The final important role of the aux channel strip is to operate as a means of inputting external signals into the mix. If your audio interface supports enough inputs, there’s no reason why you can’t patch-in external compressors, equalizers, synthesizers, and so on, directly into your mix. Although you might need to account for a small amount of latency (as discussed in Chapter 3 ), using dedicated recording hardware can often supply much more character than conventional plug-ins. Of course, given the provision of inserts on these aux inputs, there’s no reason why you can’t also use Logic plug-ins on top of whatever device you’re inputting into that particular aux input.
Stereo Output Channel Strip
The stereo output channel strip represents each of the physical outputs in your Logic system. If you’re using a simple two-in, two-out USB audio interface, you’ll only see one of these faders. However, if you’re working with a multiple output FireWire or PCIe soundcard, you can increase the number of output faders corresponding to each physical output. On the whole, most mixes simply use one designated output (1–2) as the “destination” of the two-track mix. If you intend to render the mix directly from the Logic session, you’ll also need to make use of Bounce “Bnce” button, found on the output channel strip or File > Bounce (for more information on bouncing to disk, see Chapter 9 ).
MIDI Channel Strips
Arguably, MIDI channel strips should be kept distinct and separate from the audio mixing, but given their inclusion as part of the Mixer, it’s worth clarifying their exact role. Unlike all the other Mixer channels in Logic (which control the flow and qualities of audio within the application), the MIDI channel strips have no direct control of the “internal” properties of your mix, but instead they work as controllers for external MIDI hardware connected to your MIDI interface. However, in the case of the synths and sampler being returned via aux channel strip, these MIDI channel strips could have a direct eff ect on your audio mix – maybe balancing 16 MIDI channels being returned to one stereo input on your audio interface.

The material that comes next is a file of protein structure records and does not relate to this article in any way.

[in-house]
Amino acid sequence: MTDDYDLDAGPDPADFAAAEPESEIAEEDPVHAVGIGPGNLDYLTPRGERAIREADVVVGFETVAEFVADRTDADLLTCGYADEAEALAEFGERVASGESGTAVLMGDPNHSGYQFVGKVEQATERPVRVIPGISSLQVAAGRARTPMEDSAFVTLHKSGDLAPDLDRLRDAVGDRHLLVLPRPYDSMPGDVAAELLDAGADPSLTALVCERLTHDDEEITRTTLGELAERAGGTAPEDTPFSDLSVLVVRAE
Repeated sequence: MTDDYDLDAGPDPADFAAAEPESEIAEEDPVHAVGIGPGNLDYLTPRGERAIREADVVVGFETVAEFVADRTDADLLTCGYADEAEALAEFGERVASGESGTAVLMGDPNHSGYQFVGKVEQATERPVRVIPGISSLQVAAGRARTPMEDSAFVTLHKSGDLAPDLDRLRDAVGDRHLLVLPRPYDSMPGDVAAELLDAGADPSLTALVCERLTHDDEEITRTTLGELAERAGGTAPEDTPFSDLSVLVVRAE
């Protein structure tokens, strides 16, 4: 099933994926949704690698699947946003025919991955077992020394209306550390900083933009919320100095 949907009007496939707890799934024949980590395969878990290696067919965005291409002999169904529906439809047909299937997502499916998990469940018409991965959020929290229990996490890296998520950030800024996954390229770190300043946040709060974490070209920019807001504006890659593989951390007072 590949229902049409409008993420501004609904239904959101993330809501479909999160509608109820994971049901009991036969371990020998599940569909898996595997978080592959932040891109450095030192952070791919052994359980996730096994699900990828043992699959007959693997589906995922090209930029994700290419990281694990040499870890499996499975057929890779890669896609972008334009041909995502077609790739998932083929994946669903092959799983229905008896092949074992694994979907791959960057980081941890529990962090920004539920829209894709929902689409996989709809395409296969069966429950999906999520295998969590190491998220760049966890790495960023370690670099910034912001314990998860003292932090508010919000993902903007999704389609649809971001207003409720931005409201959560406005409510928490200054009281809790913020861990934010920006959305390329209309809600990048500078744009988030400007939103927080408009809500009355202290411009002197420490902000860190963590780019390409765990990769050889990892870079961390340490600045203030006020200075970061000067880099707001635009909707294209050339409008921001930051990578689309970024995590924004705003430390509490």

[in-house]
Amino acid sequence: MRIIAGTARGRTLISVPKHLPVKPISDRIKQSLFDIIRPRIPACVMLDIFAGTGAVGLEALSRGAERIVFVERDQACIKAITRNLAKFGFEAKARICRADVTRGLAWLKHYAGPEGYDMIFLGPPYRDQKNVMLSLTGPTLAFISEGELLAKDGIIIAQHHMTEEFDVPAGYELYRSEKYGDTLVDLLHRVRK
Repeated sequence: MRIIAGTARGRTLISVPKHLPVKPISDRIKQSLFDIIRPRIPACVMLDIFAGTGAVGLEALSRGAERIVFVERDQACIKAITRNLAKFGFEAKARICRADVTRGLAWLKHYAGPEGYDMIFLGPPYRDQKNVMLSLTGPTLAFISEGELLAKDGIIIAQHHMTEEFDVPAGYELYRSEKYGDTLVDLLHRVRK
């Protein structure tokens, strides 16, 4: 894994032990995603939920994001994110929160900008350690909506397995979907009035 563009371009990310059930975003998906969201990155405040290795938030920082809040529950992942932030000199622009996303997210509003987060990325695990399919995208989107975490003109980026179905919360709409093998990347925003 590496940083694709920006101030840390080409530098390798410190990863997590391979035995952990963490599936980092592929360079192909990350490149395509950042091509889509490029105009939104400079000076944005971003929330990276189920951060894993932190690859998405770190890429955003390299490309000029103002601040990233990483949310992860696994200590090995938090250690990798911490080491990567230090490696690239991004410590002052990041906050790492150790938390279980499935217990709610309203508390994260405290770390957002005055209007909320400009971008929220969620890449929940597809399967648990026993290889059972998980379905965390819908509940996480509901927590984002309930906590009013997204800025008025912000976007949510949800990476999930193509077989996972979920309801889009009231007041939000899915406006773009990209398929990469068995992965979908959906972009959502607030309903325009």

Master Channel Strip
The master channel strip provides a quick-and-easy access point to the level of signal going to all main outputs and is directly linked to the “volume” control as part of the features on Logic Pro’s transport bar. In situations without control room monitor levels, for example, this could be used as a means of adjusting the monitoring level, although it should be noted that any digital bounces made in Logic will be subject to the master channel strip’s gain adjustments.
Note that you cannot insert plug-ins across the master fader in stereo mixing (instead use the Stereo Out strip), with the master channel simply being used as a level attenuator. In surround mixing, however, its role – and the role of the outputs – slightly changes, which we’ll cover in more detail in Chapter 10 .
Excerpt from Logic Pro X: Audio and Music Production by Mark Cousins and Russ Hepworth-Sawyer © 2014 Taylor & Francis Group. All Rights Reserved.